Did Constantine Change the Sabbath?
By Kelly McDonald, Jr.
Among the commonly held beliefs in the Sabbath community is that the Roman Emperor Constantine changed the Sabbath or prohibited its observance. Those who hold this view typically claim that it occurred at the Council of Nicaea in 325 AD or laws enacted in 321.
Before we delve into this subject, it is important to understand how historical research is done.
When we undertake a scholarly review of a subject, it is best to start with the primary source material available to us. A primary source is a person or object that records historical facts about the time period being examined. If someone writes a book or article and claims “Constantine changed the Sabbath” then that claim is only valid if it is supported by primary source evidence.
From primary sources, we are able to draw a degree of certainty about events that happened in a specific time period. In general, the more primary sources we have, the greater degree of certainty that can be reached (but new evidence can always update our perspective). When it comes to Constantine and the Sabbath, the primary sources are broken down into three categories: 1) the laws of the time period, 2) preserved writings about the council of Nicea, and 3) contemporary writers who recorded Constantine’s reign.
Laws issued during the reign of Constantine are chiefly contained in two codes of Roman Law. The first is called the Codex Theodosianus, and it was issued by Theodosius II in 438. The second is the Codex Justinianus, which was issued by Justinian in the 530s. These are compilations of Roman laws categorized by subject matter. English versions of them are available (I have access to both). Among the laws issued by Constantine, none prohibit the Sabbath.
The Council of Nicaea is the second primary source usually cited in regards to this subject. To view the proceedings of this council in Latin (with some notes in Greek), one would view volume 2 of Sacrorum conciliorum nova et amplissima collection edited by Joannes Dominicus Mansi (1759). It is listed under the title “Sanctum Concilium Nicaenum Primum Generale” starting on page 635. To review details from this council in English, read A history of the Christian Councils from the Original Documents by Charles Joseph Hefele (translated into English by William R Clark, second edition from 1883). The historical background starts on page 231, but the canons or church rulings (with commentary) are found on pages 375-435. Not a single canon from Niacea referenced the Sabbath.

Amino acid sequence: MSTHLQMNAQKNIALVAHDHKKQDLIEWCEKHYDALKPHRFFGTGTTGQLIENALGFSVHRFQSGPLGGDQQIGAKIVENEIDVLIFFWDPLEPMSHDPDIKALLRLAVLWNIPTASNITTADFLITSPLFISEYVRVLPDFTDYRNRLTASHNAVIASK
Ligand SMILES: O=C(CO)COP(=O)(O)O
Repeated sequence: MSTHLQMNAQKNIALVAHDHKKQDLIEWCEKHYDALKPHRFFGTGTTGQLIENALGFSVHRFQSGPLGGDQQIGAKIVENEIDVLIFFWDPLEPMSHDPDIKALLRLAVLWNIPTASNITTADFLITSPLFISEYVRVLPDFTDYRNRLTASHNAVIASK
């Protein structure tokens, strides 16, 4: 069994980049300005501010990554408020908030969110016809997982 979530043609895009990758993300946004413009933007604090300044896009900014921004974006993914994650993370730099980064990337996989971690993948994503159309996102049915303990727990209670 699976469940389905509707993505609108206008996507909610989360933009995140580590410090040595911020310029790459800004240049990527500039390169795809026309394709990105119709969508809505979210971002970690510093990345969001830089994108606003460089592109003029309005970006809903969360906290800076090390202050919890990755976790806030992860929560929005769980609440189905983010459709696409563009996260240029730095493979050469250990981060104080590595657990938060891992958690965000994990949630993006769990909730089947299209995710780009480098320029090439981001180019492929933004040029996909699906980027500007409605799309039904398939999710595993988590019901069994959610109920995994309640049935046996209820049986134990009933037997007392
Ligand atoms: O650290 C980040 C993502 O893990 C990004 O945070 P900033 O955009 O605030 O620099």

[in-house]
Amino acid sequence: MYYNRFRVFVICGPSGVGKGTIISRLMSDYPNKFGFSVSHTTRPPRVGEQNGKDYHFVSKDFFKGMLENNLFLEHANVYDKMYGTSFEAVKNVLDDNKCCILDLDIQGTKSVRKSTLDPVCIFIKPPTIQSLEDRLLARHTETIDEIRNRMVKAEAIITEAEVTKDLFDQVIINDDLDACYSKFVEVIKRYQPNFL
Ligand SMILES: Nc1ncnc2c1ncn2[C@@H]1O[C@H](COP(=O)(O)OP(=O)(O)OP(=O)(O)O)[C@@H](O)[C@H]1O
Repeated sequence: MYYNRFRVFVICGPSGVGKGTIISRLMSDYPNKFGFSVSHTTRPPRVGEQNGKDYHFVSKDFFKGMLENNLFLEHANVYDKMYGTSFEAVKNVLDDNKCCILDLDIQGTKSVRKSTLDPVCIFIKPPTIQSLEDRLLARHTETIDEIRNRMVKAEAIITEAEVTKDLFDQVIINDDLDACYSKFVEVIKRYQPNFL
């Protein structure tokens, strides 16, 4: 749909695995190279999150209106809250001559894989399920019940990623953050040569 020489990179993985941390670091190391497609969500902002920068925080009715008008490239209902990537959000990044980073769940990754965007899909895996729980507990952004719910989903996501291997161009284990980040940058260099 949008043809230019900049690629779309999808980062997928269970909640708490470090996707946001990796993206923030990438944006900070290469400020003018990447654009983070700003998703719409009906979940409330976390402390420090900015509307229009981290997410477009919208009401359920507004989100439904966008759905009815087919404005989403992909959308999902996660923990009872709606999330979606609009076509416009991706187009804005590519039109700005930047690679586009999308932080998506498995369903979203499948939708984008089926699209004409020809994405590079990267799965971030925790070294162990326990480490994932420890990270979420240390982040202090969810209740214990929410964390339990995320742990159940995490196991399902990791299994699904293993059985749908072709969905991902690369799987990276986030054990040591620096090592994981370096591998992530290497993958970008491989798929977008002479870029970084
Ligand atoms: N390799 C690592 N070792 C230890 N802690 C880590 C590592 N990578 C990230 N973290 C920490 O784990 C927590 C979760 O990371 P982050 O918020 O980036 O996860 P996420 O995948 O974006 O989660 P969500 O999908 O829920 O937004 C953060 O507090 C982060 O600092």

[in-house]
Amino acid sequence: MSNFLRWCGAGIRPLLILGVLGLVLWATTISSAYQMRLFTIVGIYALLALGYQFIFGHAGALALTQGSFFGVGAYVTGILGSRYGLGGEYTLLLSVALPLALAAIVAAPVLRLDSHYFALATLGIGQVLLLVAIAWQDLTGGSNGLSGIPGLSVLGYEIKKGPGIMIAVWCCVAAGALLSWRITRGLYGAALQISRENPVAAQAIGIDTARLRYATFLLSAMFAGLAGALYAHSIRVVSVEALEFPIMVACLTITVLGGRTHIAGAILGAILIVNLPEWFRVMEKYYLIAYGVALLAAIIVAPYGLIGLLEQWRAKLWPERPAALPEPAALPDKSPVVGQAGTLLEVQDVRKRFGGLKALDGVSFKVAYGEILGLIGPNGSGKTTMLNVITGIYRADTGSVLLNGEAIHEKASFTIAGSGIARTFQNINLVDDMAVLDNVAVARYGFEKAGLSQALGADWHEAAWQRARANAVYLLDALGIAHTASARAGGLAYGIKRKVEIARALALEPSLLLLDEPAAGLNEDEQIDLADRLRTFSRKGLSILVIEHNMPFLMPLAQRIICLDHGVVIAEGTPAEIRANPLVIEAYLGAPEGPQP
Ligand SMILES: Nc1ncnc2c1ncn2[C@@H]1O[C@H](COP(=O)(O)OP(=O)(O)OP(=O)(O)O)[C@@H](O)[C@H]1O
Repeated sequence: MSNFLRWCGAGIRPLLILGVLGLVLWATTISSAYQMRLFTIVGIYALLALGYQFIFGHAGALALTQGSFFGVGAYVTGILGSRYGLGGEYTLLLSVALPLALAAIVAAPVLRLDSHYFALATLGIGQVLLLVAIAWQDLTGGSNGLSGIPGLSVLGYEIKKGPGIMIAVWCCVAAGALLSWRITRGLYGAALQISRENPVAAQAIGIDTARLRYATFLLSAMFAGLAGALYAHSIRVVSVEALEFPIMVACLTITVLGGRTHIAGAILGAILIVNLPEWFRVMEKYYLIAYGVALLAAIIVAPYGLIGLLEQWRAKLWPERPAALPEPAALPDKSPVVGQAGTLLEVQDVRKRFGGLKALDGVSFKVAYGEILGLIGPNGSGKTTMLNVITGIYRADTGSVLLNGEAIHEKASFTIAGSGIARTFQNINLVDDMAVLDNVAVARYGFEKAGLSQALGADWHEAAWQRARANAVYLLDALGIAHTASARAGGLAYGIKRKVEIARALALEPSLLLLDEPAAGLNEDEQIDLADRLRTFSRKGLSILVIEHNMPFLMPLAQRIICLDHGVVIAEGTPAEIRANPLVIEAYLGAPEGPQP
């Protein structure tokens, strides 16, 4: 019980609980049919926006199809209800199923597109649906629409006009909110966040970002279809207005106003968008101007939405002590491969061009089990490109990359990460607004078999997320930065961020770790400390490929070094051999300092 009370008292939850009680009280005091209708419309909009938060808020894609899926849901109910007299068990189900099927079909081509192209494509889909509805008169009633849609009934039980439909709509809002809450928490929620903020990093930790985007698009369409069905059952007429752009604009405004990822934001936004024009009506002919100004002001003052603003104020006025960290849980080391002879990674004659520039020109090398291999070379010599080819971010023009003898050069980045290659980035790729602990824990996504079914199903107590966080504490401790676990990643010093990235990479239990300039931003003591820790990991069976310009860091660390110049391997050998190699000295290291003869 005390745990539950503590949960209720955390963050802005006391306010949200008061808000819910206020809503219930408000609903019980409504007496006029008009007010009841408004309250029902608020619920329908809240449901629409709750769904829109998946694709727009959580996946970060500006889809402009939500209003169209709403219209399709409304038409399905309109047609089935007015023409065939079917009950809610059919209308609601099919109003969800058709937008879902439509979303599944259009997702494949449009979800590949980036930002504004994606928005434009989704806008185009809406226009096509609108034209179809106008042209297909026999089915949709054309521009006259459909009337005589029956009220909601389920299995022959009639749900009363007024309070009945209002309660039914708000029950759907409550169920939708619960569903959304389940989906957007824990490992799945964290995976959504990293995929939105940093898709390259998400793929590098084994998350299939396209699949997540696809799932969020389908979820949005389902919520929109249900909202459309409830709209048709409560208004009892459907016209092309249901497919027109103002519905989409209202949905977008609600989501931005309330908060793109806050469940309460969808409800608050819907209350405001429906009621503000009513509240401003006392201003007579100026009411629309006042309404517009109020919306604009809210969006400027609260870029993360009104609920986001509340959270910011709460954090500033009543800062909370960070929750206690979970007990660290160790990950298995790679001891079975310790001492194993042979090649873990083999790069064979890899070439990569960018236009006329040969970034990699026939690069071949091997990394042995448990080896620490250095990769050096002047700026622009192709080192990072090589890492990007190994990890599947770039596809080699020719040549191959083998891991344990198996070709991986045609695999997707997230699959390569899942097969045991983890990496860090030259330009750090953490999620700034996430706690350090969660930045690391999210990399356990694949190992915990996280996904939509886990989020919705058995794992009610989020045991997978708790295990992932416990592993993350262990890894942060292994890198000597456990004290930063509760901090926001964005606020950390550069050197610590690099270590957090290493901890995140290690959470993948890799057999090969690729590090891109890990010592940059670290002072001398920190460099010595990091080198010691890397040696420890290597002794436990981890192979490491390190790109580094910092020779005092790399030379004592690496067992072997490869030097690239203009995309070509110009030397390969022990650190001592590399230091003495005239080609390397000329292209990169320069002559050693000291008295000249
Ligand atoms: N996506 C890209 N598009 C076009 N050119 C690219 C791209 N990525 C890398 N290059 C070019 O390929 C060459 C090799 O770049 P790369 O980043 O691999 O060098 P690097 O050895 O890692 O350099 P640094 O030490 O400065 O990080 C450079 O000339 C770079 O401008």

A third source for Constantine’s reign are the historians who lived in his time period. Eusebius wrote a brief history about Constantine’s life and reign called The Life of Constantine. Another man named Lactantius, who was the personal tutor for Constantine’s son Crispus, also recorded some events. Neither primary sources alludes to Constantine banning or curbing Sabbath observance. New evidence from Eusebius’ writings now show that Constantine protected Sabbath observance (see the link at the bottom of this article).
Setting the Record Straight
Let’s set the record straight. Firstly, no one can change the Sabbath. Think about that assertion for a moment. The Sabbath has been and ALWAYS will be Friday sunset to Saturday sunset. No one can change that eternal truth. Secondly, primary sources from the time period indicate that Constantine did not attempt to ban or forbid Sabbath observance. New evidence shows that he protected it! How did confusion arise concerning this subject? There’s misunderstanding about it because Constantine took actions that indirectly affected the Sabbath. Let’s explore this further.
On March 7 321 AD, he approved the “day of the sun” as a rest day for the empire. Translated into English, the first part of this law reads: “All judges, city dwellers, skill workers, and the offices of all should honor the venerable day of the sun and rest. However, those placed in the country freely serve the fields of culture…” (CJ.3.12.2: Imperator Constantinus; English translation by Ayer).
In the Latin manuscript, the phrase translated as “venerable day of the sun” is venerabilis dies solis. Constantine’s decree was based upon his admiration for the celestial body we call the sun. This law appears to only apply to those in urban areas. People in the country were not bound by it. Notice that no worship is mentioned in the law. The decree did not mention God or Jesus Christ. In fact, the day after this Sun-day law, he enacted a law which allowed soothsayers to enter buildings where lightning had struck (CT: 16.10.1). This decree upheld an ancient Roman custom to pacify the ‘gods’.